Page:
I’m a woman who provides in-home pet-care services to a businessman who’s frequently travelling. For his longer trips I often stay overnights to make sure the pet doesn’t feel abandoned. There’s a spare room that I use.
Over the 18 months that I’ve have been pet-sitting there, I brought a few items into the home: two ceramic pet dishes to help prevent acne from developing on the pet's chin, a pair of slippers to wear (at the owner’s request), a tea mug and a small cushion.
Over this past Christmas the owner’s long-distance girlfriend visited him. According to him, the girlfriend, believing something personal was going on between us, took my pet-care items and threw them away. He didn’t stop her.
What can I do to respond in a professional manner, to address the loss of my work items and the wrongful dispersion cast on me as a paid service-provider to this businessman?
Let Down by Employer
Even if this man provides you with a steady income, he threw you under the bus. At the very least, he should’ve reimbursed you for the tossed items. Worse, he left you with a questionable reputation from his girlfriend’s view.
As a professional wanting to clear your reputation from whatever she may say about you, I suggest you write her a polite letter expressing what her unjustified reaction means to you as a woman doing an honest job to earn a living.
Send a second letter that describes these circumstances without naming the client or his girlfriend, to professional associations you belong to, also veterinarians and pet shops which may send clients to you, and to the businessman who should pay you for new items.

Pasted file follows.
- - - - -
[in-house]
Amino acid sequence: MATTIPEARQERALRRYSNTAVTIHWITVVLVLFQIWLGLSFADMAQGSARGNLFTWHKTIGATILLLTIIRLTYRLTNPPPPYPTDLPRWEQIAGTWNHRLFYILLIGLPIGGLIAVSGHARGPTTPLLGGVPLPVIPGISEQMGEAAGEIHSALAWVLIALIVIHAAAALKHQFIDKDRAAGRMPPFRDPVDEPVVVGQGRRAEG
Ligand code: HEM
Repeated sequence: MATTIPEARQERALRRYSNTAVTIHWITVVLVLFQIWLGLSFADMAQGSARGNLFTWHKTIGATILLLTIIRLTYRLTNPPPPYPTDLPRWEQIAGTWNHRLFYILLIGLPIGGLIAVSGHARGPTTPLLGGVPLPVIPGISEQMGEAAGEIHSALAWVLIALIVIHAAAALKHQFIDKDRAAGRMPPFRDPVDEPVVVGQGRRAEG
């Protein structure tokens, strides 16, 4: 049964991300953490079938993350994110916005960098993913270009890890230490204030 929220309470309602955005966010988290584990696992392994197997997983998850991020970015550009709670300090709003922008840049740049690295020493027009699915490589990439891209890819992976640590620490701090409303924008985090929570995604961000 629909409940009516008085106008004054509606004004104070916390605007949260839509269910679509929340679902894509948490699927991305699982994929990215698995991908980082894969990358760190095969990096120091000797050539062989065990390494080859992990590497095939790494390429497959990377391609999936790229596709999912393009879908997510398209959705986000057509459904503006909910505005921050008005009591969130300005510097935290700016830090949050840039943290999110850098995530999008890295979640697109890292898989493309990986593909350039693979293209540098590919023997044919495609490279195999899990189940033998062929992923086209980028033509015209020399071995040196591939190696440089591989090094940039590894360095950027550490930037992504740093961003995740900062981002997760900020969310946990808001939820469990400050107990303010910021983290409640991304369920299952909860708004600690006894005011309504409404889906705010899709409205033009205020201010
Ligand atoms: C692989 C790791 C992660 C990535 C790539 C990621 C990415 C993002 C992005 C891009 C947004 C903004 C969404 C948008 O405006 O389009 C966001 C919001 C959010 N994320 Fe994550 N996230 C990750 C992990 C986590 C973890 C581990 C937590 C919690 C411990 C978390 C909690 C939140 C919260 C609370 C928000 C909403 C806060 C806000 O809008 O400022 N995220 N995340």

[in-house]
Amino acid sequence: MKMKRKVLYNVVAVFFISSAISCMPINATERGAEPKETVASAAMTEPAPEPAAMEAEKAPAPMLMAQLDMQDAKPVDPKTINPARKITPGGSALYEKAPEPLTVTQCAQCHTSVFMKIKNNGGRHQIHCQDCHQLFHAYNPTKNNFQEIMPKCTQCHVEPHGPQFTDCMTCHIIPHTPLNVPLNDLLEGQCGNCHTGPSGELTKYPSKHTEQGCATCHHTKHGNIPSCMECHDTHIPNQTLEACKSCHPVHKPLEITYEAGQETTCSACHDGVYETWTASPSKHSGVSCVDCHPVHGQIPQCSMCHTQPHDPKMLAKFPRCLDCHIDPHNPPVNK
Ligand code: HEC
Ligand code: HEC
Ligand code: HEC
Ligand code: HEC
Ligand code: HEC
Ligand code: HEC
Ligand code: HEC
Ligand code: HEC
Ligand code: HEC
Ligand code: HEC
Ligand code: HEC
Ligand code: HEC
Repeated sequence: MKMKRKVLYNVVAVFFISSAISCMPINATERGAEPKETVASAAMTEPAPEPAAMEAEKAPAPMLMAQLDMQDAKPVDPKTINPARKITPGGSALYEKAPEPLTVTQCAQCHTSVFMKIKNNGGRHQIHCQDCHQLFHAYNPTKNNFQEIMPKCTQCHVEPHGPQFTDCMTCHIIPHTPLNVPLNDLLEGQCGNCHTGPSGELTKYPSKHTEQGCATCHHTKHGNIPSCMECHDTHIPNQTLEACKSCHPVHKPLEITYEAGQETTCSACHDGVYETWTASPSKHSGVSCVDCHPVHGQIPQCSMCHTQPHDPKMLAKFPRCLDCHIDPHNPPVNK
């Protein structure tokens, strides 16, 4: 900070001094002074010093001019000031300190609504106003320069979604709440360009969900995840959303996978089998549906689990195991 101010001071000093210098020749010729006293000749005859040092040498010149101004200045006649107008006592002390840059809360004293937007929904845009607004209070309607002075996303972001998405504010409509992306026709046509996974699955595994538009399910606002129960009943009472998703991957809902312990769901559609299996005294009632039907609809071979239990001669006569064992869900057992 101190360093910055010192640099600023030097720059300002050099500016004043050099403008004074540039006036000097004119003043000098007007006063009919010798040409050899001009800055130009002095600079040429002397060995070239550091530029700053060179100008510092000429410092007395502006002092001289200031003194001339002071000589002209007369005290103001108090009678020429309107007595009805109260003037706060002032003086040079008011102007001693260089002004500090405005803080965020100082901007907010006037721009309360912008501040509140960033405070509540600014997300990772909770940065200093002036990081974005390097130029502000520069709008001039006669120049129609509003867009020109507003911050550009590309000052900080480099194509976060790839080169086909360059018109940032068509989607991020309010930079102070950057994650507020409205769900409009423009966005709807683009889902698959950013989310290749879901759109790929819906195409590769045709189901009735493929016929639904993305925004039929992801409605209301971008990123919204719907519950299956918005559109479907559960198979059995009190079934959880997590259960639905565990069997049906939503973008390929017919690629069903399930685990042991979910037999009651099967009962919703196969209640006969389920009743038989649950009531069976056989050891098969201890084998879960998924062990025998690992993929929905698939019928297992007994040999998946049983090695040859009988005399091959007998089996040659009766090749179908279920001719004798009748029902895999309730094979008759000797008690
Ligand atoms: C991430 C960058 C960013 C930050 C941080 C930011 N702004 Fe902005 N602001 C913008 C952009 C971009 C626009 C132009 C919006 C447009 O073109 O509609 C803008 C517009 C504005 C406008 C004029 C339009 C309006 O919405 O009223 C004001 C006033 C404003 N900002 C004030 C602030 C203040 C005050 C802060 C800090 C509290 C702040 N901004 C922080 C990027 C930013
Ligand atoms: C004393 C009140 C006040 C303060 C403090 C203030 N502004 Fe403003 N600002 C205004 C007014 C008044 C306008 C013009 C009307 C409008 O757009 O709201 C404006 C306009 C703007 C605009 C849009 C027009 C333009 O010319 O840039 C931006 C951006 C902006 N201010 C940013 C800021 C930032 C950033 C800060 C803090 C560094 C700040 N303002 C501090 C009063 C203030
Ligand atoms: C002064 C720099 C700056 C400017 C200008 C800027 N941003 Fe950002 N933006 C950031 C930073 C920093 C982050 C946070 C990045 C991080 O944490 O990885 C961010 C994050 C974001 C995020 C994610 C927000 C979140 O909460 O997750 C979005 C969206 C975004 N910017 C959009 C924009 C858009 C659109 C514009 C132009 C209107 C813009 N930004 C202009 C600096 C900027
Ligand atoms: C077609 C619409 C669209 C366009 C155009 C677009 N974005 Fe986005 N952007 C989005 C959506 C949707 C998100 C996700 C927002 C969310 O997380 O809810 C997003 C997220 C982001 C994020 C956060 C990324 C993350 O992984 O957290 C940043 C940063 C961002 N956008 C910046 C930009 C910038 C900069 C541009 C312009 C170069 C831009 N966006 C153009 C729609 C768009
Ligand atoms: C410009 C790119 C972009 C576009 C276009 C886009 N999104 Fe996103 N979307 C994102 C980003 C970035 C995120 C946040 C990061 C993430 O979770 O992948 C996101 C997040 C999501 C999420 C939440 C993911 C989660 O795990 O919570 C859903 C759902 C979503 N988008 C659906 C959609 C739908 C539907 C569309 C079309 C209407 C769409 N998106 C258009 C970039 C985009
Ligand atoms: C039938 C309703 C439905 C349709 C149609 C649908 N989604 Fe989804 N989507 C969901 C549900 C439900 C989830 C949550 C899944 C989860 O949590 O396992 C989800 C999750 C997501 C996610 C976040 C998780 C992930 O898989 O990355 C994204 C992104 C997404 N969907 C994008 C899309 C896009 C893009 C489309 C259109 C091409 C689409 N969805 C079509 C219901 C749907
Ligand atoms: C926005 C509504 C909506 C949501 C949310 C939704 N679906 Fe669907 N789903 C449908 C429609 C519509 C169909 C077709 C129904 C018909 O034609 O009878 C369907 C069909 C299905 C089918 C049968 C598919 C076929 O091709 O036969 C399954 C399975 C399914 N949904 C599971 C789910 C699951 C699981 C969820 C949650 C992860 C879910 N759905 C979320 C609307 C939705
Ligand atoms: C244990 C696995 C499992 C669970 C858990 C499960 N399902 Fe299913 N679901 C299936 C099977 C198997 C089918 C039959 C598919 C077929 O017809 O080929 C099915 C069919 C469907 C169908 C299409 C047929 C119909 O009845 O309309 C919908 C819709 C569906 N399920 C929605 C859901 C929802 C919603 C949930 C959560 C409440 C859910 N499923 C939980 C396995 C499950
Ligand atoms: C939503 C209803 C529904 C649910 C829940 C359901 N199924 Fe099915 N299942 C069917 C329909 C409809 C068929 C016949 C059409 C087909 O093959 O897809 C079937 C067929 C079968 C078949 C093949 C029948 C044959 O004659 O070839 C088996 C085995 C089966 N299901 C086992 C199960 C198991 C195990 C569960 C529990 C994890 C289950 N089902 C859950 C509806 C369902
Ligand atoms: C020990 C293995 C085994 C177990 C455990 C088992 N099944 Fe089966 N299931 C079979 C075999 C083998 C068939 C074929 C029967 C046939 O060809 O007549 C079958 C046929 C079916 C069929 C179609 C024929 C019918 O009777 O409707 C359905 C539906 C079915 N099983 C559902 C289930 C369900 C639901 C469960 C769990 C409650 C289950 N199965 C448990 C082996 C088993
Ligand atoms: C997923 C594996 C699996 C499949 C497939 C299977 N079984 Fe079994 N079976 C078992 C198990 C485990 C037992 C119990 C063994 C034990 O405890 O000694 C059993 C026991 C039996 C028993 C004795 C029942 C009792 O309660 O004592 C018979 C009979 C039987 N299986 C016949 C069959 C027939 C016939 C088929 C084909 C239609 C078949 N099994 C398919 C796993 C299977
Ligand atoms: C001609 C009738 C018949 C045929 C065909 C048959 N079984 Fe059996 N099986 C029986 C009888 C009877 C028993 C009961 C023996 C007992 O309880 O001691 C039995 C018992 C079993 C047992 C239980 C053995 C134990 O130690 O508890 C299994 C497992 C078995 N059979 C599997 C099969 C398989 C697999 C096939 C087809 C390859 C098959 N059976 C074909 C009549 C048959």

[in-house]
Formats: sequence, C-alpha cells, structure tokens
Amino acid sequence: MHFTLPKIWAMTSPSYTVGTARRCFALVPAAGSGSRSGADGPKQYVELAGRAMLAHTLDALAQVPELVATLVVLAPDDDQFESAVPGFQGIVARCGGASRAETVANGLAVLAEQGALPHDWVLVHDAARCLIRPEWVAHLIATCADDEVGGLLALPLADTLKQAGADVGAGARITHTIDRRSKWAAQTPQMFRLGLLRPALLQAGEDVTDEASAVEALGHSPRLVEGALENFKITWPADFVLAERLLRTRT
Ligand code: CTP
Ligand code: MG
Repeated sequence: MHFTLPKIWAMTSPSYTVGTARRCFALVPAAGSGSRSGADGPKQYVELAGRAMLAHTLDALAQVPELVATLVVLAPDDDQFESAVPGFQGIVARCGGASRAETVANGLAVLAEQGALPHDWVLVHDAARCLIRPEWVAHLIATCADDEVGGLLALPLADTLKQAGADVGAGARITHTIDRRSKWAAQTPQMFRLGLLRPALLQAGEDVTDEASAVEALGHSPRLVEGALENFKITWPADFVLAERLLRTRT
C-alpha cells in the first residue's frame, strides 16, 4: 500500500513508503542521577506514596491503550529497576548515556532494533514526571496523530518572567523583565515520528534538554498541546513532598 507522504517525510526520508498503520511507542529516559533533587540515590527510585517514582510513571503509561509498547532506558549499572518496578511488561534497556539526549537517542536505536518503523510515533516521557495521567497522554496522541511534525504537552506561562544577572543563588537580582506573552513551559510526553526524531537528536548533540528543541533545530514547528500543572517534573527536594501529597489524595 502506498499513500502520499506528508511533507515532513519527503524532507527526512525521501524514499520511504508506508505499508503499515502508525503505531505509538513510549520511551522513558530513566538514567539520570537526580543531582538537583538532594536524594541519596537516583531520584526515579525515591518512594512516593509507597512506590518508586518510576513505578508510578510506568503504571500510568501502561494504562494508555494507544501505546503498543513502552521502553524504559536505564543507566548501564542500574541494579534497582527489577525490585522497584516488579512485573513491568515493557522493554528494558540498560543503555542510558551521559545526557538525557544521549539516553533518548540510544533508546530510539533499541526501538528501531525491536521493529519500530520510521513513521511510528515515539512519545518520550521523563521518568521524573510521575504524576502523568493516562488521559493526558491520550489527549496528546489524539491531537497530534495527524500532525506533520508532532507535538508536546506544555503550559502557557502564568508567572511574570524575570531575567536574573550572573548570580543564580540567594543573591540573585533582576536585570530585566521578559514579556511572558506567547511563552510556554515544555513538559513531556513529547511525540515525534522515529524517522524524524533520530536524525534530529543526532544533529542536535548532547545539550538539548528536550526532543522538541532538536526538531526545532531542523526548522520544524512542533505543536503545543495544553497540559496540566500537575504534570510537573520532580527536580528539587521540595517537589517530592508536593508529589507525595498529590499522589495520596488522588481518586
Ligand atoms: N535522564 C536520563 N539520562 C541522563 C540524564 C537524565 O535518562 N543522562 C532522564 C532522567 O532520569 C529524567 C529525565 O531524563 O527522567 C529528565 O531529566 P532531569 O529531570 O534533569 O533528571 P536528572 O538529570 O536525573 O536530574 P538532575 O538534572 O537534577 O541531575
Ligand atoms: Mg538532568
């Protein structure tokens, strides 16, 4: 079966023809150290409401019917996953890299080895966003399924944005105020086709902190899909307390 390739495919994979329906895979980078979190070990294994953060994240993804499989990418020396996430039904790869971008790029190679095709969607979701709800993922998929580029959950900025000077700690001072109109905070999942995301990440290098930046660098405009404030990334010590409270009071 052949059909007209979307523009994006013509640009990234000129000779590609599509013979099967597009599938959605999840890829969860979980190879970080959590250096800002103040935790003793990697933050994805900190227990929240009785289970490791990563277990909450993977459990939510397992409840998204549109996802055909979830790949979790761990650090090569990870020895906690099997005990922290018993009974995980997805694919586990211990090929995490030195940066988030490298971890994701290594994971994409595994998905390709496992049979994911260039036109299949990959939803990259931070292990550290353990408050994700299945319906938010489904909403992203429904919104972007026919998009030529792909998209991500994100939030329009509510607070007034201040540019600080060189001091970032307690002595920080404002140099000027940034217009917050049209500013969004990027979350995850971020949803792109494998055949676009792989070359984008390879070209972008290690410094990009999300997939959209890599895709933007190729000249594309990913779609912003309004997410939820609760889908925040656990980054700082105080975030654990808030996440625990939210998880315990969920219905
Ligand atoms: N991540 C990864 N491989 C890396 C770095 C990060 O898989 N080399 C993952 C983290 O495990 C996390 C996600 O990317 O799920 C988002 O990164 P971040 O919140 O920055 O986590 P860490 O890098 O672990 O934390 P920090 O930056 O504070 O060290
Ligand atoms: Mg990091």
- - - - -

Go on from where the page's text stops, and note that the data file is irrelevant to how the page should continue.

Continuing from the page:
Don’t renew a commitment to look after his pets. Instead, make a concerted outreach to new potential clients, after your letter circulates among your contacts.
One warning: Before you send either letter, have a thoughtful friend look it over so this issue doesn’t turn into something more problematic.
Reader’s Commentary Regarding whether a friendship between a married man and a woman associate through work, is “emotional cheating” (January 20):
“I went through a similar situation, but it had to do with a friend’s wife. She and I had dated for about three months before my friend met her. When we broke up, they got together and eventually married.
“When my wife and I were dating, there were many occasions when the four of us would be together and there was no problem.
“After we were married it came out that me and this woman had a relationship and my wife went ballistic.
“She refused to see them and would have a fit if I had a beer with my friend, even without his wife. This went on for years and didn’t end until our marriage did.
“One day, while having drinks with my ex’es sister and her husband, her sister said she believed it was because my wife was unfaithful all during our marriage, which I did not know.
“I’m only saying this to give some insight into this issue.”
FEEDBACK Regarding the grieving widow (January 19):
Reader – “I also lost my husband recently to an unknown illness. Please accept my thanks for the help to motivate me to get some counseling and work through my grief.
“If I could say one thing to anyone else who’s grieving a lost loved one, it’d be that life has to end, but your memories will never die.”
Reader #2 – “I read today’s letter from the grieving wife with recognition. My husband died suddenly of a heart attack at age 60, seven years ago. I was in shock for an extended period and then suffered from anxiety related to the loss. I found bereavement support through my local hospice, both group and one-on-one, very affirmative - my fellow grievers supported me.
“I found Joan Didion’s memoir The Year of Magical Thinking about her feelings after her husband’s death under similar circumstances very comforting and worth sharing with future grieving writers.”
FEEDBACK Regarding the woman with advancing dementia whose adult children rarely visited her.
Reader – “Children mirror what they see and experience. If they see their parents valuing the older generation and spending time with them, they’ll do the same with their parents when they’re older.
“Treat your own parents as you would want to be treated when you’re old and frail. The children are watching.”
Tip of the day:
In personal-service work, walk away from clients who disrespect you.